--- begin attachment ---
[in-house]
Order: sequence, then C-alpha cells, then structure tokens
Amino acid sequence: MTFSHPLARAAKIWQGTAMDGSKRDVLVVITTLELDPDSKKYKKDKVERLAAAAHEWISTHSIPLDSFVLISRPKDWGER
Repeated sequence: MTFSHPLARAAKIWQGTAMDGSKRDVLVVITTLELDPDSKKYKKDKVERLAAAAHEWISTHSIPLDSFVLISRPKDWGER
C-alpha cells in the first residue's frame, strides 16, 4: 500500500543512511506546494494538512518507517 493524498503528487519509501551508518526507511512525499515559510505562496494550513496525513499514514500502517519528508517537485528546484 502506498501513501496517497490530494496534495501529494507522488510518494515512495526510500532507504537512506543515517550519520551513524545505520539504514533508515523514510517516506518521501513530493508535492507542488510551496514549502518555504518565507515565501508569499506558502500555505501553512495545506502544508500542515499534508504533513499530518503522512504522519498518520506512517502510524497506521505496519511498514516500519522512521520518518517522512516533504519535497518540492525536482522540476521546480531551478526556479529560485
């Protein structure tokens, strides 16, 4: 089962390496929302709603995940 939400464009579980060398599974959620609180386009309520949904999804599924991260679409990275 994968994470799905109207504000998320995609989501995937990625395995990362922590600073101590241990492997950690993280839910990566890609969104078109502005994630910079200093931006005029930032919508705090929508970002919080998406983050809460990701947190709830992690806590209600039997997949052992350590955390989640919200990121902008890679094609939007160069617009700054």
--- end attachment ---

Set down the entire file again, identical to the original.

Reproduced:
[in-house]
Order: sequence, then C-alpha cells, then structure tokens
Amino acid sequence: MTFSHPLARAAKIWQGTAMDGSKRDVLVVITTLELDPDSKKYKKDKVERLAAAAHEWISTHSIPLDSFVLISRPKDWGER
Repeated sequence: MTFSHPLARAAKIWQGTAMDGSKRDVLVVITTLELDPDSKKYKKDKVERLAAAAHEWISTHSIPLDSFVLISRPKDWGER
C-alpha cells in the first residue's frame, strides 16, 4: 500500500543512511506546494494538512518507517 493524498503528487519509501551508518526507511512525499515559510505562496494550513496525513499514514500502517519528508517537485528546484 502506498501513501496517497490530494496534495501529494507522488510518494515512495526510500532507504537512506543515517550519520551513524545505520539504514533508515523514510517516506518521501513530493508535492507542488510551496514549502518555504518565507515565501508569499506558502500555505501553512495545506502544508500542515499534508504533513499530518503522512504522519498518520506512517502510524497506521505496519511498514516500519522512521520518518517522512516533504519535497518540492525536482522540476521546480531551478526556479529560485
């Protein structure tokens, strides 16, 4: 089962390496929302709603995940 939400464009579980060398599974959620609180386009309520949904999804599924991260679409990275 994968994470799905109207504000998320995609989501995937990625395995990362922590600073101590241990492997950690993280839910990566890609969104078109502005994630910079200093931006005029930032919508705090929508970002919080998406983050809460990701947190709830992690806590209600039997997949052992350590955390989640919200990121902008890679094609939007160069617009700054």